Winter has been long and dark this year in our neck of the woods. I spent most of February and March laying on my back, napping and commiserating about the misery of my first trimester pregnancy feelings. Between the endless nausea, vomiting at the ready, narcoleptic sleep patterns and total lack of appetite, I had no energy for gardening.
As each week passed, I would moan about how far behind I was on the vegetable garden. There was the sorry state of our seeds (uh – none started), the lack of planning (I hadn’t figured anything out) and the feeling that May would be here before I could get off the couch or wake up. Then, a handful of nor-easters flew in, snow fell in late March, quarter-sized hail bombarded us in April and the month of April went down in the record books with the distinguished honor of the “rainiest month in Washington history”. The ground never dried out and the mud-pit that was our garden was certainly no place for seedlings, plants or me, for that matter. Gardeners countywide are four weeks behind schedule. I appreciate that my pregnancy ick fit in nicely with Mother Nature’s plan for when the vegetable gardening could begin!
Well, I’ve made up for lost time and the garden is in – well, mostly. The pictures below require your imagination as you picture the bounty that will be in June and July. I am hoping for a crazy nice Indian summer full of sunshine and warmth that lasts well into September. Sayonara first trimester sick and farewell long winter – bring on the spring and summer!
Our garden plan for this year. I am working to follow a more organized crop rotation plan for the vegetable garden. I am trying to be diligent about having crops follow each other in a set sequence that takes into account the crops mutually beneficial relationships. Here is a link to the seed varieties we ordered.
FYI: Potatoes do not play well with a crop rotation party. I am convinced that it’s nearly impossible to get all the potatoes out of the ground and since this how my garden rolls – I have potatoes coming up in their “2008 spot”, their “2009 spot” and their “2010 spot”. Love it… not!
I used to make the rookie mistake of doing my entire vegetable garden in one week. Not such a good idea unless you are looking for stunted corn, hoards of lettuce in a 10-day period and squash that squelches out all your other veggies that are just starting to growing. Here’s my outline of how I keep track of when seeds go in, when starts go in and what is needed the next week or two.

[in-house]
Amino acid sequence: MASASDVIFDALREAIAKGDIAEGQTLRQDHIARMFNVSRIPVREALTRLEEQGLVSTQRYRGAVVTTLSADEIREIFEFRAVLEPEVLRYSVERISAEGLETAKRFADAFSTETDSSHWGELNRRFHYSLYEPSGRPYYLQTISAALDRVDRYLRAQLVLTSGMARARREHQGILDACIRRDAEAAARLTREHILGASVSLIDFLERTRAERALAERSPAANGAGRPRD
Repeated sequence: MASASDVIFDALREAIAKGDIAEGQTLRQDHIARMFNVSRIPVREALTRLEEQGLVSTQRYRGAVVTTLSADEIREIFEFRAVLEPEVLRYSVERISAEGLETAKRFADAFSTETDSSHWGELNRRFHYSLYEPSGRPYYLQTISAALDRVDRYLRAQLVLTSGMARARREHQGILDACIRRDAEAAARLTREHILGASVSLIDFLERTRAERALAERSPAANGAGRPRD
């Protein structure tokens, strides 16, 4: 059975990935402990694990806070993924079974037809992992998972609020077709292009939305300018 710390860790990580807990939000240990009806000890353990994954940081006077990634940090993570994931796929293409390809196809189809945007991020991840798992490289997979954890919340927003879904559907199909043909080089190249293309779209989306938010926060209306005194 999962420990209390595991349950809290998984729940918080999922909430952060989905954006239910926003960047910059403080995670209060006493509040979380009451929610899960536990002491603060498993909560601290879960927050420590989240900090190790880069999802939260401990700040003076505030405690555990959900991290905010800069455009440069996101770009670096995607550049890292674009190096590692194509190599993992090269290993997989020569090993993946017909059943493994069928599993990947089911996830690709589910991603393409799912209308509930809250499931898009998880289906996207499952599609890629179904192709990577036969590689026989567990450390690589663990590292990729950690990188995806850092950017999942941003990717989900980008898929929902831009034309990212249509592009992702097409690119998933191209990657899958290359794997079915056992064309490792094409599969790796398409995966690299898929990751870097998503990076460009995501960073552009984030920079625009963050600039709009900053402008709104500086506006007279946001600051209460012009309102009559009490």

Pumpkins, pumpkins, squash and more pumpkins! We are the proud tenders of 25 pumpkins and squash plants that are planted throughout the garden, front yard, side yard, roof and ditch. Just kidding. We actually do have 25 plants in the ground, I am the only one tending them because Jacob is adamantly opposed to landscaping with pumpkins and I do limit our pumpkin “patch” to designated garden areas, albeit ALL garden areas.
The herb garden we used to have on our porch has been changed to a “culinary herb” garden. It’s just the stuff you want to grab out the kitchen window and throw into dish you are whipping up. There are two kinds of oregano, thyme, curled and flat leaf parsley, basil and strawberries (for Beckett!).
Onions and lettuce. The onion and lettuce plants are Barbie sized right now, but I am hoping with a bit more sunshine and less rain they’ll start to take off. Onions have become my new favorite garden crop. They are easy to grow (when there’s sunshine) and they are one of the most useful storage vegetables to have around over winter. Plus, they take up no garden space at all.
And, then there’s the stuff you can’t see. Close your eyes after you read this and imagine. The seeds are there and the seedlings are peeking, but the pictures would be nothing worthy of a blog post.
- Green beans – royal purple and provider
- Broccoli – de cicco
- Carrots – scarlet nantes and little finger
- Bunching Onions
What’s growing in your garden? Has spring arrived yet for you? If so, don’t tell me, it’ll make me jealous. Just kidding.